As a grandparent, your grief is unique and complex from the standpoint of being in the middle. You’ll find that you’re vacillating from grieving the loss you are experiencing and hurting for your child who’s hurting and facing a deep sorrow of their own. You may be suffering through grief without the acknowledgment or support of others as they focus on the parents who are grieving.

Most importantly, you need to remember to try to get some support for yourself so that you are better able to listen or empathize with your son or daughter and your grandchildren. You may have other family or friends that you can talk to. If your son or daughter feels that they have to look after you as well as themselves, this may make it hard for them to have you around. One grandmother described her role

Having one foot inside the grief while keeping the other outside, placed on firm ground.

Reach out to friends and family that will acknowledge your pain and be a supportive presence for you. Reach out to Knafayim at (718)925-2113, as a resource of support as you are experiencing this loss.


As you mourn the loss, it may tempt you to ignore the pain and go on with your life. When you ignore the emotional pain of your loss and bury your grief, you’re only prolonging its effect.

The feelings and emotions that come with a devastating loss don’t simply go away on their own. You’ll find yourself dealing with your grief either now or years from now. The more you wait to acknowledge your suffering, the more complicated your recovery will be. Allow yourself to grieve your loss and to accept the pain that’s a part of your suffering.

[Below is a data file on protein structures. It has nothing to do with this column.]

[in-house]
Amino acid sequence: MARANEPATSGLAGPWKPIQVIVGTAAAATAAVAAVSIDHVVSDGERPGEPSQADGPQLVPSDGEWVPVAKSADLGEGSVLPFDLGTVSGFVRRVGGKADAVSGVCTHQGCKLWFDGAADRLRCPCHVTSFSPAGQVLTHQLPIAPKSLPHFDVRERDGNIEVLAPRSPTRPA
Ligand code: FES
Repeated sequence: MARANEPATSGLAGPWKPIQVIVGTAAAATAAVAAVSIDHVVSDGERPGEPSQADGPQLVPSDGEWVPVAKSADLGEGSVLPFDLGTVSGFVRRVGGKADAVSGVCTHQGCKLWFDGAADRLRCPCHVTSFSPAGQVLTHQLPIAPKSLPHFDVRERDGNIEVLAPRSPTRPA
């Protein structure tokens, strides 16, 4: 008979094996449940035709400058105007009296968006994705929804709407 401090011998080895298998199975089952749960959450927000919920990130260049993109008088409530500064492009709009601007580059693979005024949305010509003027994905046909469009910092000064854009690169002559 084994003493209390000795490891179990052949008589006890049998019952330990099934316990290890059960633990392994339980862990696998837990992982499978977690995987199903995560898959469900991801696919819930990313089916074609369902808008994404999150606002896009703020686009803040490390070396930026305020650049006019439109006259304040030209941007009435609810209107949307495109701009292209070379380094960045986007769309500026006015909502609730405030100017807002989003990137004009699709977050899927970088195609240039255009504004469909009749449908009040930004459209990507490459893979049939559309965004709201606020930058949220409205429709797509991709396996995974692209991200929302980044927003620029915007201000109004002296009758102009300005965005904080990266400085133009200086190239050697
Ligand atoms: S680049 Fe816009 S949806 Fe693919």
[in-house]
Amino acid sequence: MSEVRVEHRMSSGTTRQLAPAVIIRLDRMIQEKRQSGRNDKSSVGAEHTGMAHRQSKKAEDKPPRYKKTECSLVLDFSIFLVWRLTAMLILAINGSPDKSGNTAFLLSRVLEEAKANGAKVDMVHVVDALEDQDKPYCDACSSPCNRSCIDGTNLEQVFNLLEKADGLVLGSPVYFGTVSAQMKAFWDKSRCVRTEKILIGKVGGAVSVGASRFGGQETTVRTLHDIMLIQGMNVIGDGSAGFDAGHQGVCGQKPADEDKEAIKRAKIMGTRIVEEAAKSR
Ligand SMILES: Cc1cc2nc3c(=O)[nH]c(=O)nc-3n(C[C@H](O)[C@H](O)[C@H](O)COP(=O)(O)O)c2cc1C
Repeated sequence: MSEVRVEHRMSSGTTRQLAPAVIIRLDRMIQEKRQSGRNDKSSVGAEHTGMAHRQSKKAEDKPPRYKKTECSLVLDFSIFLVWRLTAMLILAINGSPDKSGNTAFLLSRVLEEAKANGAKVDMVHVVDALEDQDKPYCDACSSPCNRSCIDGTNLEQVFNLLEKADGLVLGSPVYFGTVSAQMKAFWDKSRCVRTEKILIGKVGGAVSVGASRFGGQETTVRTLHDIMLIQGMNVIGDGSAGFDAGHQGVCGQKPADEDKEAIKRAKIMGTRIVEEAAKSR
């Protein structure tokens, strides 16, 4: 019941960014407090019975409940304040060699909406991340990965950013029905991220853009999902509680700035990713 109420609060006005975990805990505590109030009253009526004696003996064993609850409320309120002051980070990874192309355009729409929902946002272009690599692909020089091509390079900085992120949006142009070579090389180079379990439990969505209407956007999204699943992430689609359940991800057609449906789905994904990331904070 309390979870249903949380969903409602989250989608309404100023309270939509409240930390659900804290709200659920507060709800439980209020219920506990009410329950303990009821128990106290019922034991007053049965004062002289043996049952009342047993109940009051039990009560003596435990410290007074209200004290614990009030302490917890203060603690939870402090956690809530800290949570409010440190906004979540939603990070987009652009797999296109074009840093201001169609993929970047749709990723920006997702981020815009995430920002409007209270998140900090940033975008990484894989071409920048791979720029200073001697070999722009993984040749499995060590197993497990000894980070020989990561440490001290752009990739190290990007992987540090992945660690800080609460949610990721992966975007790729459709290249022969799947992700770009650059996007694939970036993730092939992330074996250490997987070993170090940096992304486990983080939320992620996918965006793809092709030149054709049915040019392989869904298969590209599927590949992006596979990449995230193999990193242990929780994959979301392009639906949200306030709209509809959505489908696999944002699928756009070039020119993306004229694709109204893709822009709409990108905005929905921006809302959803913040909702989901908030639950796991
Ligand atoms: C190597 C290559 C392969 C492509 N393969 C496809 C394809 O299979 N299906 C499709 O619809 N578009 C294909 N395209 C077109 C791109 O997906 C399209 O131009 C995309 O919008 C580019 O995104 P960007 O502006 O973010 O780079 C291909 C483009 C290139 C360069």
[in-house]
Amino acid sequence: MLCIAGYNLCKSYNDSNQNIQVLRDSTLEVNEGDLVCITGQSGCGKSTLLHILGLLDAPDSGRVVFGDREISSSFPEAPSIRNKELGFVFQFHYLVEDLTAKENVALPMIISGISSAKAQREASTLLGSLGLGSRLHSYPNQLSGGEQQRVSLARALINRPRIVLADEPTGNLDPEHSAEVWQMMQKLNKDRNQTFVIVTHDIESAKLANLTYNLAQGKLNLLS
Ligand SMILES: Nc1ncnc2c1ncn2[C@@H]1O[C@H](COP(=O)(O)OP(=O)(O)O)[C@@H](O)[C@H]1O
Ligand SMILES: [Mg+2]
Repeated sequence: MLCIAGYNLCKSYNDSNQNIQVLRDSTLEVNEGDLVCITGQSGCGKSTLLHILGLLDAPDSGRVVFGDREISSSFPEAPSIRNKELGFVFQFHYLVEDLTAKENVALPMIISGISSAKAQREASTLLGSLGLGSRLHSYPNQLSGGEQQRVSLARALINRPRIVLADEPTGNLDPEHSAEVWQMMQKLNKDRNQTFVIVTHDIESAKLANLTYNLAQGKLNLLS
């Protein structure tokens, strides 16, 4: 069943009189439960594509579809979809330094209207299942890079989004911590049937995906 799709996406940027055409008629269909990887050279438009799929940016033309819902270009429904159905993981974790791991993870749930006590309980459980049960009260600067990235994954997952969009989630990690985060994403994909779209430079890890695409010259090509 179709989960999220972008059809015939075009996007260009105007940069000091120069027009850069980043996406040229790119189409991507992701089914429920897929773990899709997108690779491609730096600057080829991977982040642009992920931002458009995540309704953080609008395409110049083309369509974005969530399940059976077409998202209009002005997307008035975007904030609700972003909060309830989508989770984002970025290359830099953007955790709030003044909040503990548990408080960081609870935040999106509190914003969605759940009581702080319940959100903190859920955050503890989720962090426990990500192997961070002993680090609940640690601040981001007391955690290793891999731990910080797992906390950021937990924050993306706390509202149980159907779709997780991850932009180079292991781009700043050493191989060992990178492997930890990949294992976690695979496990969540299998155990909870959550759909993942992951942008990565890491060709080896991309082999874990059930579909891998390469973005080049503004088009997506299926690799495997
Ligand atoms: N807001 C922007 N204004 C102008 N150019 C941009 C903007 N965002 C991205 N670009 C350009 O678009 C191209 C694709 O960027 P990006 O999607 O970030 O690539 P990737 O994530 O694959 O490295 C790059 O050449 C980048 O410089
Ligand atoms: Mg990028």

Acknowledging and allowing your grieving to take place are two different measures. Yes, it can be one thing to recognize your pain and suffering, yet it is another to allow those emotions to manifest and allow grieving to take its course altogether.

The grief process is seldom easy, and you may not feel ready to confront the roller-coaster of emotions that come with experiencing your loss. Accepting and facing the pain, can remind yourself of how much it hurts. Part of the natural grieving process allows for a feeling of numbness after such a significant loss. The stages of the grieving process will naturally unfold if you allow them to take place.


When taking care of others, it may seem nearly impossible to find the time for some self care. You’ll want to be distracted with other things like taking care of the couple and possibly your child’s family as they grieve over their loss.

Busying yourself by taking on these responsibilities might make you feel as if you’re useful and supportive to others at their time of need, but doing it at the expense of your emotional wellbeing is counterintuitive.